Projected Ballot Counting

Paper ballots can be manually counted in different ways–sort by candidate and then count the ballots; stack the ballots into groups of 20 and 100 and then have counters mark tally sheets as they go through the stack one-by-one; and more.

Affordable technology–a simple digital camera hooked up to a projector–can beat all these methods on each of the four attributes of a good manual-counting method.

1.  Ballot security.

Ballots must not be altered by the manual count.  Sorting and stacking methods require the ballots to be handled several times, by several people, and moved around tables. When ballots are projected, only one person needs to handle the ballots, only once, and can keep them on one table, in full view.

2.  Accuracy.

In a manual count, accuracy is established with redundant counts—two or more people must agree on each vote, reconciling any disagreement.  When counters make errors in sort-and-stack or tally-sheet methods, finding and reviewing the problem ballot can take a lot of time and ballot-handling. With projected ballots, everyone sees the same vote at the same time, so ambiguous votes can be reconciled when they are first encountered.

3.  Speed.

Faster methods of manual counting help to restrain costs, because labor is the biggest cost. Quicker counting also makes the task more pleasant for both counters and observers. Projected-ballot manual counts have accurately counted votes in one race at a rate of 100 ballots every four minutes, including time to stop to compare paired counters’ totals and resolve any differences. Depending on ballot design, two races could go just as fast.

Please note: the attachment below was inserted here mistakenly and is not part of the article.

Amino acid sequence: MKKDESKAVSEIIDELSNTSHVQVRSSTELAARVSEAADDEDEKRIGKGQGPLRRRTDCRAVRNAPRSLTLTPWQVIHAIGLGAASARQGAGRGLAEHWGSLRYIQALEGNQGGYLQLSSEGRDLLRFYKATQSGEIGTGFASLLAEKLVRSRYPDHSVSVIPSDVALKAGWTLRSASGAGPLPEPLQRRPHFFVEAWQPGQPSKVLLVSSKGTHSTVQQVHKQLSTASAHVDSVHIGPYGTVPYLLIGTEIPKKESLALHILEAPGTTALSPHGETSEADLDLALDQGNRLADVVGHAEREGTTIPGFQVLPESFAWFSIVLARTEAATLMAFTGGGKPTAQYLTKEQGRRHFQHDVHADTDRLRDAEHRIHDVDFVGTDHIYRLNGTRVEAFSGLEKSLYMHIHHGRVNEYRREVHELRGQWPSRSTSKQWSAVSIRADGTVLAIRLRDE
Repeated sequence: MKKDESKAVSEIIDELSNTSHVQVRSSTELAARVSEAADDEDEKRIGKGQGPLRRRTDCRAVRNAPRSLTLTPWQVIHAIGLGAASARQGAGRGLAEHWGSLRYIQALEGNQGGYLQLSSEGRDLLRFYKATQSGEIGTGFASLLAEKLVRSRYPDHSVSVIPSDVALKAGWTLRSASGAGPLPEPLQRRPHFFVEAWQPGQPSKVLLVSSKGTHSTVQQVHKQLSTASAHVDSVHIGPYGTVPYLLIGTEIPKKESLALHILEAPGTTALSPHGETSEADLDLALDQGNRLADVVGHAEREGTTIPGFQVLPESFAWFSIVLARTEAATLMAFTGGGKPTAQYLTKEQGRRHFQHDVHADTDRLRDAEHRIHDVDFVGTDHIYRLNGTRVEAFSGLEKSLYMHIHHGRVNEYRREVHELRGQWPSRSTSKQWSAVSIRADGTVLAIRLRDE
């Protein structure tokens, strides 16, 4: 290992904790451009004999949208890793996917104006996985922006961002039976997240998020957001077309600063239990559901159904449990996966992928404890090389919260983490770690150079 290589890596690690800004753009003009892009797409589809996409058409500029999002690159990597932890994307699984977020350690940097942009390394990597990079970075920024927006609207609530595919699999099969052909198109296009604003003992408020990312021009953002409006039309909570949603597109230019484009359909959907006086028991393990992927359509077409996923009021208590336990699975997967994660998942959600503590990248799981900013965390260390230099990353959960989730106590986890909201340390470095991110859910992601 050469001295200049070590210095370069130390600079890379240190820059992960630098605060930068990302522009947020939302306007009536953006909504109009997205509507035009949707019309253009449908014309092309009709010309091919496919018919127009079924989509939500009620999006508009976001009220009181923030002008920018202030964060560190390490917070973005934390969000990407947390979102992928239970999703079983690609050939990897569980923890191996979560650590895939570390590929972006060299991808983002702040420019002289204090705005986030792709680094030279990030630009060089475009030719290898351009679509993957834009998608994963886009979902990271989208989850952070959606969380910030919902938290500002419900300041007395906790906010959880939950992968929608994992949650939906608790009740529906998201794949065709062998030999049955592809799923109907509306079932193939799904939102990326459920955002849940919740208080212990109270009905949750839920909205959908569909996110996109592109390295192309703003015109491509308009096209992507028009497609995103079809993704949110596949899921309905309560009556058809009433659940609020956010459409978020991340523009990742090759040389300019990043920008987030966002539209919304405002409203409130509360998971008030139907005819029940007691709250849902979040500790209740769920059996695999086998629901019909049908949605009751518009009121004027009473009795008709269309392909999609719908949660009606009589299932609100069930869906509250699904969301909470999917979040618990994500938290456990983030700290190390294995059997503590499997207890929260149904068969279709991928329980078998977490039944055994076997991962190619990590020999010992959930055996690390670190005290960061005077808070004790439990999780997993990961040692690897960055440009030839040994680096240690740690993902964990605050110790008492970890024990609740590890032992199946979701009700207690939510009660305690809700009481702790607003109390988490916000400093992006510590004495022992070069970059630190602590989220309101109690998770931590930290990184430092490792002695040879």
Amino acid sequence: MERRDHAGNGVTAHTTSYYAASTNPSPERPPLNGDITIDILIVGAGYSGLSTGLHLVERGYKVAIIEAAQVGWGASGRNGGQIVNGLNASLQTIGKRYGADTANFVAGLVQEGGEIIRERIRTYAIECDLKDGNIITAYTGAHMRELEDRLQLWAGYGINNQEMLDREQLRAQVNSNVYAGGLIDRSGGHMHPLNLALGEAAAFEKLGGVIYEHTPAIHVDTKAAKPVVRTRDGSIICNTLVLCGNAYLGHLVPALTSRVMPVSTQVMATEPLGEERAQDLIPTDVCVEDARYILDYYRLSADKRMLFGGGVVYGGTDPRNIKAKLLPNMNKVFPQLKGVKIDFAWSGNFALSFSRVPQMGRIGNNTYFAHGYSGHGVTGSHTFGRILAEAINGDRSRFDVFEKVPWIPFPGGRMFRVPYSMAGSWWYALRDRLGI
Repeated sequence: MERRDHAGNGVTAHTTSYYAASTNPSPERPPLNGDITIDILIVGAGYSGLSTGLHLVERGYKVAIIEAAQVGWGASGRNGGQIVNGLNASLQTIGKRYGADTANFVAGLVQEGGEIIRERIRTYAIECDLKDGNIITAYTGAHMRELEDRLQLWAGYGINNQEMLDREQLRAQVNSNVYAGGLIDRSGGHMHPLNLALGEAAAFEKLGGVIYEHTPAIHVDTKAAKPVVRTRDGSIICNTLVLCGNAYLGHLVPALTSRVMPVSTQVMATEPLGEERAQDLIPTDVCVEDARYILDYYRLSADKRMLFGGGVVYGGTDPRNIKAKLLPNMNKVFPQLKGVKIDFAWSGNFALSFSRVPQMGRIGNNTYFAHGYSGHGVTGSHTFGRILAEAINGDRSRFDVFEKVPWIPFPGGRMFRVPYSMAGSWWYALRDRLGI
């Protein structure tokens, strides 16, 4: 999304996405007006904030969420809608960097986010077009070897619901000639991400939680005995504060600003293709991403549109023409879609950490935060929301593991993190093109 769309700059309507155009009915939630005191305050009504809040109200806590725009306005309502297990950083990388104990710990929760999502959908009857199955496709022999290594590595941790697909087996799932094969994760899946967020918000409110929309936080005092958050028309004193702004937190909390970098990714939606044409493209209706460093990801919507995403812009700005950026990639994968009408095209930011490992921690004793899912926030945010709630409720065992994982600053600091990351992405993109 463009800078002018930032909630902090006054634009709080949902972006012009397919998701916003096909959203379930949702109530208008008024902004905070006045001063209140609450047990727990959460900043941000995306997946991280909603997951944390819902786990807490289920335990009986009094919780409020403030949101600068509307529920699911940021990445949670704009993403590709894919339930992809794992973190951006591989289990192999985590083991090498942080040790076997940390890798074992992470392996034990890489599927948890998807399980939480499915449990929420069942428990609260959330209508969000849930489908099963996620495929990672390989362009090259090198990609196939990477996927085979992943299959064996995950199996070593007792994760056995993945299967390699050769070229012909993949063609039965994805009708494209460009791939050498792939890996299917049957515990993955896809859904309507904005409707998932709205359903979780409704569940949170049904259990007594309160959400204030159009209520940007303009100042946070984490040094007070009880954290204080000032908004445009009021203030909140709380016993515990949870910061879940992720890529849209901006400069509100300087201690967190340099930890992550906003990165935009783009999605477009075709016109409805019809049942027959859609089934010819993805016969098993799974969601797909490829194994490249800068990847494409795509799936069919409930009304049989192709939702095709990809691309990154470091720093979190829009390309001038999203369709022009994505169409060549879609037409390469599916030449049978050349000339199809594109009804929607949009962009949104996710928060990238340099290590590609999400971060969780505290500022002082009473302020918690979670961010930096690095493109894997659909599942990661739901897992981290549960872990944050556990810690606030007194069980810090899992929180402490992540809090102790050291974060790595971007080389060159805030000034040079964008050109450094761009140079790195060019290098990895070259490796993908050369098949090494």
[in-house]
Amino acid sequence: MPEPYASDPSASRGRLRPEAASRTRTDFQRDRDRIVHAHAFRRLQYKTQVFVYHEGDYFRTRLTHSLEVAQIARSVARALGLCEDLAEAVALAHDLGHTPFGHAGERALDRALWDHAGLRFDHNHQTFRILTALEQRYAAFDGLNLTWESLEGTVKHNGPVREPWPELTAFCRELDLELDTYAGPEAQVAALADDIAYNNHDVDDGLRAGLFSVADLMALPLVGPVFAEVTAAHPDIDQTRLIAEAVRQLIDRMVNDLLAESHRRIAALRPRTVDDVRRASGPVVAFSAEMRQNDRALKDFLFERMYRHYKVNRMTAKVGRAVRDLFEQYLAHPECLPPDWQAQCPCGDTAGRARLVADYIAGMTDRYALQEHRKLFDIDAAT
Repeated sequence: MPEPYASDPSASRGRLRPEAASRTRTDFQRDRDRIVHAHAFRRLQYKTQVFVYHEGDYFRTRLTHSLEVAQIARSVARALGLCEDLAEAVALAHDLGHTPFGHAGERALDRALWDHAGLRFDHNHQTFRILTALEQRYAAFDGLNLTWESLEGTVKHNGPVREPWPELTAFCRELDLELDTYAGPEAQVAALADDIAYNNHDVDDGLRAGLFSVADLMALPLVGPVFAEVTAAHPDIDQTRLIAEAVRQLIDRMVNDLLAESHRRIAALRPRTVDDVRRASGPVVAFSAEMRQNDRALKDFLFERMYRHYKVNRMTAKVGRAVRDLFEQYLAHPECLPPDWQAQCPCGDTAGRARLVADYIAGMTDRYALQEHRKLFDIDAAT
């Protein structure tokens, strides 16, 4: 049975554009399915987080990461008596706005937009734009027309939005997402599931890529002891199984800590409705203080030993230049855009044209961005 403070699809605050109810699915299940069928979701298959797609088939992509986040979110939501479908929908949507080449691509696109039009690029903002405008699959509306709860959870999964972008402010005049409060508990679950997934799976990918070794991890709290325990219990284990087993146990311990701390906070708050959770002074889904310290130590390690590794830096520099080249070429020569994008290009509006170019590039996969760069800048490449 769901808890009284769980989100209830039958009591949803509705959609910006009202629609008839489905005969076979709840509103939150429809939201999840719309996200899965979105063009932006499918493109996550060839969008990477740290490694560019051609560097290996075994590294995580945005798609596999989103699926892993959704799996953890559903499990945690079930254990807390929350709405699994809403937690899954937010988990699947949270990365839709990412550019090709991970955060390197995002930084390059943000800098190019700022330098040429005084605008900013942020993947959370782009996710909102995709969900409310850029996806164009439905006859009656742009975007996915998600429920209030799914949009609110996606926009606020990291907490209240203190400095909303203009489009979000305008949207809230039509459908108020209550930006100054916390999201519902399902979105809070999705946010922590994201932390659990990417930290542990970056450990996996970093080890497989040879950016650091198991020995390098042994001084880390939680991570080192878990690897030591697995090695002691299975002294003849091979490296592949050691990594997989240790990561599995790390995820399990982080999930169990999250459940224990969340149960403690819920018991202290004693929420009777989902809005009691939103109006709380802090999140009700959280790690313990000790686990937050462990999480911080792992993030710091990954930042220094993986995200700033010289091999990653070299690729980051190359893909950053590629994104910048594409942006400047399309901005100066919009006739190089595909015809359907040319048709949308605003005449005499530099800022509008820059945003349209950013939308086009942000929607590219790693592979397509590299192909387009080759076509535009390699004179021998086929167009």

4.  Transparency.

The value of a manual count depends upon how much trust it produces in candidates and voters. In traditional manual-count methods, observers cannot see ballots well enough to verify for themselves that the votes are being counted accurately and honestly. 
When the ballots are projected, observers see exactly what the official counters see. In addition, because projected-ballot counts require no ballot-handling by the counters, observers can be drafted on the spot as official counters–powerfully counteracting any distrust.

A tally sheet completed in full view of all counters and observers serves as a record of the manual count.

A pdf document containing step-by-step instructions is here.

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